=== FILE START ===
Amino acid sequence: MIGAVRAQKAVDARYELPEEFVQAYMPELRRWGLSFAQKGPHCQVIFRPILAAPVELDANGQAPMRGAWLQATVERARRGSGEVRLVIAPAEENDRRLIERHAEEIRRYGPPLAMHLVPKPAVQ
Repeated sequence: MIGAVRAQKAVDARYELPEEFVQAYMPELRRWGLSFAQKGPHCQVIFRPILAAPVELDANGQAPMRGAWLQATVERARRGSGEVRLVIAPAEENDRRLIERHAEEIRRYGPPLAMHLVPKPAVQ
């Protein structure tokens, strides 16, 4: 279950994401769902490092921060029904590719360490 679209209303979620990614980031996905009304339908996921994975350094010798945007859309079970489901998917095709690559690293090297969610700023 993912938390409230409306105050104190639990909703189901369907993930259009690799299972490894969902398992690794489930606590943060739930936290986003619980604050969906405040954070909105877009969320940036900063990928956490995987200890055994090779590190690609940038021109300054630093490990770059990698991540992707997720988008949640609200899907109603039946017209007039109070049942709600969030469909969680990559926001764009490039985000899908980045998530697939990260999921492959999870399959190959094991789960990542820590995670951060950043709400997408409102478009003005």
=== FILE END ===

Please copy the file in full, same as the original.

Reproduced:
Amino acid sequence: MIGAVRAQKAVDARYELPEEFVQAYMPELRRWGLSFAQKGPHCQVIFRPILAAPVELDANGQAPMRGAWLQATVERARRGSGEVRLVIAPAEENDRRLIERHAEEIRRYGPPLAMHLVPKPAVQ
Repeated sequence: MIGAVRAQKAVDARYELPEEFVQAYMPELRRWGLSFAQKGPHCQVIFRPILAAPVELDANGQAPMRGAWLQATVERARRGSGEVRLVIAPAEENDRRLIERHAEEIRRYGPPLAMHLVPKPAVQ
């Protein structure tokens, strides 16, 4: 279950994401769902490092921060029904590719360490 679209209303979620990614980031996905009304339908996921994975350094010798945007859309079970489901998917095709690559690293090297969610700023 993912938390409230409306105050104190639990909703189901369907993930259009690799299972490894969902398992690794489930606590943060739930936290986003619980604050969906405040954070909105877009969320940036900063990928956490995987200890055994090779590190690609940038021109300054630093490990770059990698991540992707997720988008949640609200899907109603039946017209007039109070049942709600969030469909969680990559926001764009490039985000899908980045998530697939990260999921492959999870399959190959094991789960990542820590995670951060950043709400997408409102478009003005």